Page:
I doubt that you’d like to give up choice; what would you say if the state forced you to buy a certain car (Yugo?). What we want is the same ability to choose schools.

  12. Mike in Texas says:

    Ragnarok,

    Maybe I’m just lucky then in that I work at a school with devoted, hard working teachers who care about the kids in their charge. NCLB will punish my school just as surely as it will punishes the schools you describe, as AYP will become gradually impossible to attain leading up the year 2014. You are familiar with what NCLB says must happen in the year 2014, aren’t you? If not I’ll be happy to explain it to you.

    As for administration, do I agree with everything they do? Hell no!! My school district’s administration bought into the “schools should be run like a business” bullcrap the minute the snake oil salesmen started selling it.

  13. ragnarok says:

    Mike,

    The original question was, how does the state’s interest in providing an education to every kid translate into forcing them into public schools.

    I believe your answer was, “Because private schools are bad”, and, by inference, public schhols are filled with good people.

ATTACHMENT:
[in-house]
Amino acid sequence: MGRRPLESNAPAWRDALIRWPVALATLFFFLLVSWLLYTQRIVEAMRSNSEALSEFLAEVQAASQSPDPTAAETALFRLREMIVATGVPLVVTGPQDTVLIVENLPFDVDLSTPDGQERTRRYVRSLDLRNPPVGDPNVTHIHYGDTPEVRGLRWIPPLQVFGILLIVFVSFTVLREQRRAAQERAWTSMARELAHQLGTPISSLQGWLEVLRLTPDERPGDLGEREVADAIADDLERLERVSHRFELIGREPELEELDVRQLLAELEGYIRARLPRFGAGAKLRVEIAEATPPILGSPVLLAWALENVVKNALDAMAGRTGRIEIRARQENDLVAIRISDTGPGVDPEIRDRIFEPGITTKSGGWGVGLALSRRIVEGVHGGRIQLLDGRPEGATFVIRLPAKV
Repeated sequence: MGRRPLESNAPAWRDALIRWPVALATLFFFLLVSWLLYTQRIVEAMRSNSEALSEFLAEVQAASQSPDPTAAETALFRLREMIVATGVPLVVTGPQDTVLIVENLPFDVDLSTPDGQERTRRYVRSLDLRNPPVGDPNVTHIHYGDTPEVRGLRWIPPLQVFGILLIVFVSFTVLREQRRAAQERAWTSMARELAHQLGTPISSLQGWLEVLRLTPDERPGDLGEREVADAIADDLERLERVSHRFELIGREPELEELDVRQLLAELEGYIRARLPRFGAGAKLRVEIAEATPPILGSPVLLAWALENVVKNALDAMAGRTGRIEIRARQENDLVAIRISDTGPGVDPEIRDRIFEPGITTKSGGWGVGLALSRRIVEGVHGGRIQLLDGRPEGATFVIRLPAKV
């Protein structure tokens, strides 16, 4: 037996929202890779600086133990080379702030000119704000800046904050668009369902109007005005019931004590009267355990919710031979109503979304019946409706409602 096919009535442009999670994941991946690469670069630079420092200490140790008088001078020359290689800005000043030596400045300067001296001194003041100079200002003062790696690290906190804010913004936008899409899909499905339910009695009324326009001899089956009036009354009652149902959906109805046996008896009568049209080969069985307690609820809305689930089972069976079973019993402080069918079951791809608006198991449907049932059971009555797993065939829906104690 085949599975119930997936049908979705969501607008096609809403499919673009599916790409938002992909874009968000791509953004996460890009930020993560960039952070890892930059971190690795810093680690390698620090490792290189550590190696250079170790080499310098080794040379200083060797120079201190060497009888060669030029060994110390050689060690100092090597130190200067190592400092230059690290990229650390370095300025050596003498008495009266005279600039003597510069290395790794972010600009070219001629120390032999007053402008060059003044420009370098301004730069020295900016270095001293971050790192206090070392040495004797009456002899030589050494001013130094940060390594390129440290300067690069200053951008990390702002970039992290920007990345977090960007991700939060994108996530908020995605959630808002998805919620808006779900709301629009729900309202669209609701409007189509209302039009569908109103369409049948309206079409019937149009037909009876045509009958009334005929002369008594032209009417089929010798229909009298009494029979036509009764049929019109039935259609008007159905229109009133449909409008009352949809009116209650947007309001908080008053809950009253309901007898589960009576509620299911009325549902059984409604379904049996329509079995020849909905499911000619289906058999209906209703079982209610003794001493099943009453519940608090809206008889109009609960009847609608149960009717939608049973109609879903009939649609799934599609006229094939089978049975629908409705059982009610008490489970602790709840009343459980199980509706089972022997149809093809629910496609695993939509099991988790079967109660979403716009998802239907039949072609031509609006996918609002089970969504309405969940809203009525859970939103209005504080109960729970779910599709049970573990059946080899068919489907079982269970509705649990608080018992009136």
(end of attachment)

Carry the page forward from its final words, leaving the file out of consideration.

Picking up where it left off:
I think both public and private schools can be good or bad, but with private schools one can choose; not so with public schools.

    You may indeed work in a public school that’s really good, but that has nothing to do with the original question. Nor does NCLB.

    FWIW, NCLB came into being because the public school system was widely perceived to have failed.

  14. Mike in Texas says:

    I said no such thing as to private schools being bad.

    Education is paid for by the community and is commmunity centered, unless its here in Texas where the state robs the rich school districts to pay for the poor.

    NCLB came into being because the public school system was widely perceived to have failed.

    The perception was invented by the same sleazeballs who want to get ahold of the money being used to educate our children.

    Perhaps the answer is education needs to be public to ensure its done as well as possible.

    Before you get on your high horse, I realize there are some crummy public schools out there. But if you examine why they are crummy most of the root causes lie outside the school itself (crime ridden neighborhoods, lack of resources, etc.), or lately, idiotic mandates handed down by ignorant politicians.

  15. ragnarok says: